Try to think of it like teleportation in sci-fi TV shows where the person fades in (e.g. Star Trek). You see the person gradually appear, but you don't see all the transparent insides of the person's body during the fade-in. It's more like you see a "picture" of the person fading in, rather than a transparent 3D person fading in.

I realise that the problem is somewhat difficult to see in the video because of the low quality of the video; I only intend for the video to illustrate what I'm doing.

Another approach I can think of is to order the polygons to be drawn front-to-back, so the depth buffer would take care of not drawing things behind, but I think this would be even more work than my original idea given that the camera can freely rotate during the fade-in transition, which means the order of the polygons could potentially change in every frame, which would result in a lot of sorting.

EDIT: All of these alternative suggestions are leading me to assume that their are problem(s) with my idea. Yet, no-one has explained what the problem(s) are (e.g. why I need an alternative solution).

Would someone care to provide an explanation?

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I'm no expert, and I followed this thread mostly to see if there would surface any nice hints here.

But from the options listed so far, your original general approach seems to me to be closest to the best.

All the others would have problems with too much being drawn, making it not really look like you want it to.
(If you have a complex object, I don't think you can sort the polygons so you guarantee no overlap)

That also means you draw less, wich generally is a good idea for performance :)

I also imagine blending one big rectangle in one pass is more efficient then blending a bunch of small polygons

I think you can share depth buffers using FBOs, but I have never tried it.

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I see, well then I would just turn on fog for objects that are that far away and no fog for objects that you already can see or have traveled. That will get rid of your blending problem as long as your background is going to remain a solid color that you can make fog the same exact color.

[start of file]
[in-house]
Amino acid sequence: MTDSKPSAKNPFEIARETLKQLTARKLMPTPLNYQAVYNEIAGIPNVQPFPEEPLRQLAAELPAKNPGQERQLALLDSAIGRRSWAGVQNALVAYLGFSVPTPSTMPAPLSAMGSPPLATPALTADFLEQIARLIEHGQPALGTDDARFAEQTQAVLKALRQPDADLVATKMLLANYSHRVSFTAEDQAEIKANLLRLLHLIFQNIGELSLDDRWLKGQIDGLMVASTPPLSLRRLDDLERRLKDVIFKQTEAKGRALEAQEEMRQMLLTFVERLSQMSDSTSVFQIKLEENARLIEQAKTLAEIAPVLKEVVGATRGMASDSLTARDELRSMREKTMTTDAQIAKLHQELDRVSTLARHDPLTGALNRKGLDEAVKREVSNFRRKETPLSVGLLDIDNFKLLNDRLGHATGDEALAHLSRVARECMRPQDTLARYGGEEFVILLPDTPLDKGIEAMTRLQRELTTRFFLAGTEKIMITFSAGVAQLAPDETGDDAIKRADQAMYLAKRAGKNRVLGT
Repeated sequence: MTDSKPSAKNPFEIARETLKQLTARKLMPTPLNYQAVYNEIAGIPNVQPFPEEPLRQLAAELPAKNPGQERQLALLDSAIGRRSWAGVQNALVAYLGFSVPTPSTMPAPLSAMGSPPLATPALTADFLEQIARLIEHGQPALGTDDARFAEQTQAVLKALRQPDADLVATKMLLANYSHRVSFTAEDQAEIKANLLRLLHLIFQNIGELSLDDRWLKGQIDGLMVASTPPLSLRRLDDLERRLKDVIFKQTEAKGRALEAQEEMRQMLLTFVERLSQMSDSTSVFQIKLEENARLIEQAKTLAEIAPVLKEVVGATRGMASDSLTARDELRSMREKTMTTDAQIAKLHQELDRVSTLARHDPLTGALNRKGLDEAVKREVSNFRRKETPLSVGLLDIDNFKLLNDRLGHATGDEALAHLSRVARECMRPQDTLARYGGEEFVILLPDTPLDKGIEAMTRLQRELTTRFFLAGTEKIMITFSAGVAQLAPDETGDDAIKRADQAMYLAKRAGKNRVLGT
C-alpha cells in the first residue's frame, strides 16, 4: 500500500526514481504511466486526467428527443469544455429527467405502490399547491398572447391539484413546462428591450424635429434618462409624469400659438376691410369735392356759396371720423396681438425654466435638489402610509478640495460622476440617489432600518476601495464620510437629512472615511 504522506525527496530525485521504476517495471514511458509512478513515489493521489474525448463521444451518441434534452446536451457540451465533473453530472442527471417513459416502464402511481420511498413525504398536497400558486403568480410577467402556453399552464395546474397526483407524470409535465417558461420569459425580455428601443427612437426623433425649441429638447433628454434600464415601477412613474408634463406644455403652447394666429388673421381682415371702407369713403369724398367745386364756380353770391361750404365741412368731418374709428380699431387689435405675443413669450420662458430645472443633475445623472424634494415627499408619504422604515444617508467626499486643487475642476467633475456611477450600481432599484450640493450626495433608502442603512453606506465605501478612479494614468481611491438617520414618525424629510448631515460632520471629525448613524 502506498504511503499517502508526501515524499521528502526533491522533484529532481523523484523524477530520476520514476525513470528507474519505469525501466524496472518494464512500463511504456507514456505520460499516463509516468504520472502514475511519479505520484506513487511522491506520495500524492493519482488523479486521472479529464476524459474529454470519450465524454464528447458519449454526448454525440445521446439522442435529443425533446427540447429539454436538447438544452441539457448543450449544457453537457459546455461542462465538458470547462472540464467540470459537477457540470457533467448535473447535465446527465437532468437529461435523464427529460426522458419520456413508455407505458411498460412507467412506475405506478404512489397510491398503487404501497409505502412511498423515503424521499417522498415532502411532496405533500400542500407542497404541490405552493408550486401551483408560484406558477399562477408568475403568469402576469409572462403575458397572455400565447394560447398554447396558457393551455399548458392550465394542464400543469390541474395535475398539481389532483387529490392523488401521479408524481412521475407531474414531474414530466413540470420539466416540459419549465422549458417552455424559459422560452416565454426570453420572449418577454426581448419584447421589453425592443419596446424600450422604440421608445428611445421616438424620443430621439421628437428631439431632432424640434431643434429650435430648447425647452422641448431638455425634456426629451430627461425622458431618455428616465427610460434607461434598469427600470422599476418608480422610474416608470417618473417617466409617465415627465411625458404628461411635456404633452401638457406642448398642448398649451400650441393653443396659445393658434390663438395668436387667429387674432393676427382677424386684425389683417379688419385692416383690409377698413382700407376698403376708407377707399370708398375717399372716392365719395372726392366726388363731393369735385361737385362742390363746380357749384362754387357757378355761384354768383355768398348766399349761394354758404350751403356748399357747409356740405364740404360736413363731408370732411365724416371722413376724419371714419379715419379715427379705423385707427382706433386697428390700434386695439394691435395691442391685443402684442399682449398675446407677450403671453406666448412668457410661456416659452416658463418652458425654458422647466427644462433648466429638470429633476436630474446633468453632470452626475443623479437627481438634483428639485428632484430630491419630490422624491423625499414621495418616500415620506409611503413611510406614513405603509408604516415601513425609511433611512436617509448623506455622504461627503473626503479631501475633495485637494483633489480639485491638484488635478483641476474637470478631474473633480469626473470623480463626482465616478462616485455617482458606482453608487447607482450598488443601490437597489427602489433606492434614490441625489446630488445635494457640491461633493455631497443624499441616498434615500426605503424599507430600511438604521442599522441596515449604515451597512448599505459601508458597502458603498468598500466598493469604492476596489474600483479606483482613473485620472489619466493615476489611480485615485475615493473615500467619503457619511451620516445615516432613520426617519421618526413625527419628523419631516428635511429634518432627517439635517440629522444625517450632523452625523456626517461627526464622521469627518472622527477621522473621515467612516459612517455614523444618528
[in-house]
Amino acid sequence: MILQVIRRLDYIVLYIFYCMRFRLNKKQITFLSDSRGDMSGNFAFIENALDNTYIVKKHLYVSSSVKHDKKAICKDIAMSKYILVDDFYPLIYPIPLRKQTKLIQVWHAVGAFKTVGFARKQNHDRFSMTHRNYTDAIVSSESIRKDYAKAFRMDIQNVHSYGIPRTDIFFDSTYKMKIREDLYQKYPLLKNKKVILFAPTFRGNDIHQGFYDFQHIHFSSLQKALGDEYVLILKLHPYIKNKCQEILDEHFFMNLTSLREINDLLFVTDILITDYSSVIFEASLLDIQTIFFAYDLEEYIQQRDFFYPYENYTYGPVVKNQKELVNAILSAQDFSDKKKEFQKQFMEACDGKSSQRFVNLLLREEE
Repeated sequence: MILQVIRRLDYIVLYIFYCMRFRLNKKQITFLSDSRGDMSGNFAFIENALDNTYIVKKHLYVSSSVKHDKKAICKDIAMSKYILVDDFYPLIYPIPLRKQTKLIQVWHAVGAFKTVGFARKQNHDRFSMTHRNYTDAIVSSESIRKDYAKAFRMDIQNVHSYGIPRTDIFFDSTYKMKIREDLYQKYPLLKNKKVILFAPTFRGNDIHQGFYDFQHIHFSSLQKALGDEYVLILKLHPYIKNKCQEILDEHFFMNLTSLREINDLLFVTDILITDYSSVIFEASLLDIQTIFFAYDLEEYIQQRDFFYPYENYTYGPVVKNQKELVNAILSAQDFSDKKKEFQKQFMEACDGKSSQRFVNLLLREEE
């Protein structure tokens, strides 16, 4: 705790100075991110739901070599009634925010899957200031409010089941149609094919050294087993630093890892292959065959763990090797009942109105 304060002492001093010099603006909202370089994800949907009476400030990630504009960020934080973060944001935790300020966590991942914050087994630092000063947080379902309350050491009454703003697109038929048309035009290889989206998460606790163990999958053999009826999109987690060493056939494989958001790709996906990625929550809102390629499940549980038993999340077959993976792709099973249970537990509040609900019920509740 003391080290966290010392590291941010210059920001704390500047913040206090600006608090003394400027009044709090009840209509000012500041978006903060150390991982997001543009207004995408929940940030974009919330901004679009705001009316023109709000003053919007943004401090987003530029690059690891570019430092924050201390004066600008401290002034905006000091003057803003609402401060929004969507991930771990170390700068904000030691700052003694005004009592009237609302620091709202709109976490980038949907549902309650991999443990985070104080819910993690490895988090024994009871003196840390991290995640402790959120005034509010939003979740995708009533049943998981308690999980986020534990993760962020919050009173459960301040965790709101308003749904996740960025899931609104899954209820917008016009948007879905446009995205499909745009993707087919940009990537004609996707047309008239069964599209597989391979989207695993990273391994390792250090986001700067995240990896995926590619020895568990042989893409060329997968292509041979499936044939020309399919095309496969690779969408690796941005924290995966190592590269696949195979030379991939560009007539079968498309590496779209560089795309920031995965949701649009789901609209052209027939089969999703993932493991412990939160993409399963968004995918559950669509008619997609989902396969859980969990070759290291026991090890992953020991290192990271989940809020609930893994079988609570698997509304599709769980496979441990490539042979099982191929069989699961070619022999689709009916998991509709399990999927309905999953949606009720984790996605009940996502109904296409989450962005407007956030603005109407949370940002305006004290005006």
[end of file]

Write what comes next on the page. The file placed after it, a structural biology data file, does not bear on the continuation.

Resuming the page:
It sounds more like fog than transparency that you want because, transparency means your building will basically be an x-ray and you can see everything in it.

The other option would be to:

1.) Render stuff you are allowed to see without any fading.
2.) Turn of color writing and only write depth for fade objects.
3.) Set Depth testing to GL_EQUAL
4.) Re-Render the faded objects but turn on color writing again.

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The normal solution to this problem is billboarded impostors. You render the object to a texture, and then when you render the scene, you add a quad with the texture, and you alpha-blend that quad.

However, billboards are a little cranky with respect to depth testing against adjacent objects. My feeling is that your tiles overlap too much (in screen space) for this to be very feasible - your original solution with an attached depth-buffer and proper depth-aware compositing would likely work better.